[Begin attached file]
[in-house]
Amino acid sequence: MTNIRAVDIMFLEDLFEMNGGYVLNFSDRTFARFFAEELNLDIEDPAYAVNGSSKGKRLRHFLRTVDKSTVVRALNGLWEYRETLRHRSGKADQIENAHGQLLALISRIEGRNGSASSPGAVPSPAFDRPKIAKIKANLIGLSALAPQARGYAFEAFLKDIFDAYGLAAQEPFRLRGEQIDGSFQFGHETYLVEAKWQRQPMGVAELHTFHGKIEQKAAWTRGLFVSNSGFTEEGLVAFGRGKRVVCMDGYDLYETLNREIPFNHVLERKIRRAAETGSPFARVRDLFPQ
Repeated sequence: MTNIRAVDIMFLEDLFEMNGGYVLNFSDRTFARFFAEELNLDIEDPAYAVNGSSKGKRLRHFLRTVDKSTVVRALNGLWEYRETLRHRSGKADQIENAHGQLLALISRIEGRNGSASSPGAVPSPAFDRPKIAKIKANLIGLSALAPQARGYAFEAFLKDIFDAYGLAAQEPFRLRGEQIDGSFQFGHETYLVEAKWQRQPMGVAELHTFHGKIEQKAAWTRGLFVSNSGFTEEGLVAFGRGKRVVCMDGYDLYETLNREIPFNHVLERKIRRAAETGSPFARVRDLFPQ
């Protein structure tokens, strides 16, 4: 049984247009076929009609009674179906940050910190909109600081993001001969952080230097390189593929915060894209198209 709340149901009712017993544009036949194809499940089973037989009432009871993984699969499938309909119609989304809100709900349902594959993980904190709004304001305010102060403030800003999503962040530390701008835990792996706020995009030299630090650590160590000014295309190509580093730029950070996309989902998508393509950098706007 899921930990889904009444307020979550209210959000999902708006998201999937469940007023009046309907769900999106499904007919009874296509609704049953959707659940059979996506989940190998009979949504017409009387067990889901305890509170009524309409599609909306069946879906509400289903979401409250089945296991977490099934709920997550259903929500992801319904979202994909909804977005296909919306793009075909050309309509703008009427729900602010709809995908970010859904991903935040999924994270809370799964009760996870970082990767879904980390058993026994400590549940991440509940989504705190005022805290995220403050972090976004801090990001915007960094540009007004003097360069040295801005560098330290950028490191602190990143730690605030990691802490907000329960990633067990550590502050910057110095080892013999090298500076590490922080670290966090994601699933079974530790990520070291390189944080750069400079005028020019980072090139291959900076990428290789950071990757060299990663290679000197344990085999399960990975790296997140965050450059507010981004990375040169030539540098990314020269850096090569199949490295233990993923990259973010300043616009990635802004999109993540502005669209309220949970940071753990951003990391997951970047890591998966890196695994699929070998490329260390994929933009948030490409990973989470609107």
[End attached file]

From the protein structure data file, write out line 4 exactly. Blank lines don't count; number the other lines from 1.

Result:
């Protein structure tokens, strides 16, 4: 049984247009076929009609009674179906940050910190909109600081993001001969952080230097390189593929915060894209198209 709340149901009712017993544009036949194809499940089973037989009432009871993984699969499938309909119609989304809100709900349902594959993980904190709004304001305010102060403030800003999503962040530390701008835990792996706020995009030299630090650590160590000014295309190509580093730029950070996309989902998508393509950098706007 899921930990889904009444307020979550209210959000999902708006998201999937469940007023009046309907769900999106499904007919009874296509609704049953959707659940059979996506989940190998009979949504017409009387067990889901305890509170009524309409599609909306069946879906509400289903979401409250089945296991977490099934709920997550259903929500992801319904979202994909909804977005296909919306793009075909050309309509703008009427729900602010709809995908970010859904991903935040999924994270809370799964009760996870970082990767879904980390058993026994400590549940991440509940989504705190005022805290995220403050972090976004801090990001915007960094540009007004003097360069040295801005560098330290950028490191602190990143730690605030990691802490907000329960990633067990550590502050910057110095080892013999090298500076590490922080670290966090994601699933079974530790990520070291390189944080750069400079005028020019980072090139291959900076990428290789950071990757060299990663290679000197344990085999399960990975790296997140965050450059507010981004990375040169030539540098990314020269850096090569199949490295233990993923990259973010300043616009990635802004999109993540502005669209309220949970940071753990951003990391997951970047890591998966890196695994699929070998490329260390994929933009948030490409990973989470609107």